Big Blue Boosts AIX Linux Affinity

By Clint Boulton

IBM Corp. Friday will roll out the latest
trick in its Linux affinity bag with its AIX Toolkit for Linux

The toolkit enables developers to build and package Linux
applications for use on the IBM eServer family running AIX, IBM’s
heralded UNIX operating system.

Although the AIX toolkit for Linux apps offers a fairly common
set of development tools and utilities, Tilak Agerwala, vice
president UNIX Marketing and Product Management for IBM, said the
product maintains open source maxims; namely, by providing
customers with greater flexibility in implementing their e-business

“With the introduction of AIX 5L, customers have more freedom to
run the applications they want on the hardware they want,” Agerwala

Big Blue feels AIX 5L will answer customers’ e-business demands
for an platform with plenty of headroom and investment protection,
without saddling them with a closed solution.

Senior analyst for research firm Abderdeen Bill Claybrook
concurred, saying IBM’s play was a strong one because it allows the
technology giant to solidify AIX as the leading open,
industrial-strength UNIX operating system by leveraging its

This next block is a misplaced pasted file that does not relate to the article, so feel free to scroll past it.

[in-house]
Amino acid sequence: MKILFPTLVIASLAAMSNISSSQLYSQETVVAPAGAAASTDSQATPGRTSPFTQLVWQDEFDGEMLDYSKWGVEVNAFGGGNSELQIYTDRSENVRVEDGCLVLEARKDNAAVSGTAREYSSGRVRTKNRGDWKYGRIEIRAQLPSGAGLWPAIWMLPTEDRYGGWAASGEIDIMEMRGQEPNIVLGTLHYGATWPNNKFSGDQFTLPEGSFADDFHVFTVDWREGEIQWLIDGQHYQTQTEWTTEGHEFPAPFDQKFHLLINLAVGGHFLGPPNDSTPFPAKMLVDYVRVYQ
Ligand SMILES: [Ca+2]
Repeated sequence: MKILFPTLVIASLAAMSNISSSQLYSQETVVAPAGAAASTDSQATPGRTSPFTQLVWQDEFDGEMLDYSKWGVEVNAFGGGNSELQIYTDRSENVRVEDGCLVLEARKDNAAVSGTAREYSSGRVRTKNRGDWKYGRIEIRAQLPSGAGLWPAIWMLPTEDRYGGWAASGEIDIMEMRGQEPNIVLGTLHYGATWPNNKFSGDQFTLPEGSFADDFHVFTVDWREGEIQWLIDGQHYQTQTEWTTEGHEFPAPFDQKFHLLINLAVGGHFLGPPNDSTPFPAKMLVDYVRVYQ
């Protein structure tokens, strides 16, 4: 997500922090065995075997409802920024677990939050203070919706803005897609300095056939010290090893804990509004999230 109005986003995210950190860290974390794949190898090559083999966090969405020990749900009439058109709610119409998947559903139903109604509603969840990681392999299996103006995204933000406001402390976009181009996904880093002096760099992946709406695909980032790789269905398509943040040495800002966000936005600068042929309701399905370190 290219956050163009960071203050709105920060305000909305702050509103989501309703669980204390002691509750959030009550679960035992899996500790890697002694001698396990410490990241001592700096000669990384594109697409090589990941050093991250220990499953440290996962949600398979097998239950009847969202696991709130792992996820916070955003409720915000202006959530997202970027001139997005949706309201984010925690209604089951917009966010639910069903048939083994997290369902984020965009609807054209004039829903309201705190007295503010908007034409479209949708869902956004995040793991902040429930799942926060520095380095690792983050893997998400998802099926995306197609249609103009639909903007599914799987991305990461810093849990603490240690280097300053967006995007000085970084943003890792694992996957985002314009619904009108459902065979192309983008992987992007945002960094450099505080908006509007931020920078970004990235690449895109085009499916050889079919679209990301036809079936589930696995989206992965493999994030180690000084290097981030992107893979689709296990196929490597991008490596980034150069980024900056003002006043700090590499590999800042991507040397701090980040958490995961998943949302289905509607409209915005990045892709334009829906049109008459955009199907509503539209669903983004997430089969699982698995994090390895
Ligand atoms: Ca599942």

leadership in features/functionality, price/performance, and
scalability capabilities on the Power and Intel Itanium

“IBM’s integrated UNIX/Linux OS strategy, with support for
simple to complex mission-critical workloads, is designed to make
every customer choice the right one,” Claybrook said.

The AIX toolkit contains a collection of open source and GNU
software built for AIX 4.3.3 and AIX 5L. These tools provide the
base of the development environment of choice for many Linux
application developers. Applications in the toolkit include,
recompiled versions of the Gnome and KDE desktop environments,
system utilities such as emacs, Samba and Zip, libraries, shells,
GNU base utilities, and application development tools, including
gcc, g++, RPMand Autoconf.

The end result IBM is aiming for is to help business customers
combine the flexibility of Linux with the advanced scalability and
availability features ofAIX including, 32 and 64-bit APIs, workload
management, system management tools and cluster software.

For IBM, the deal signals its dertermination to work with Linux
as much as possible. In 2000, IBM partnered with Red Hat and
invested in TurboLinux,
both of which agreed to support Big Blue’s new eServer line.

TurboLinux also expanded
its partnership with Big Blue Wednesday.

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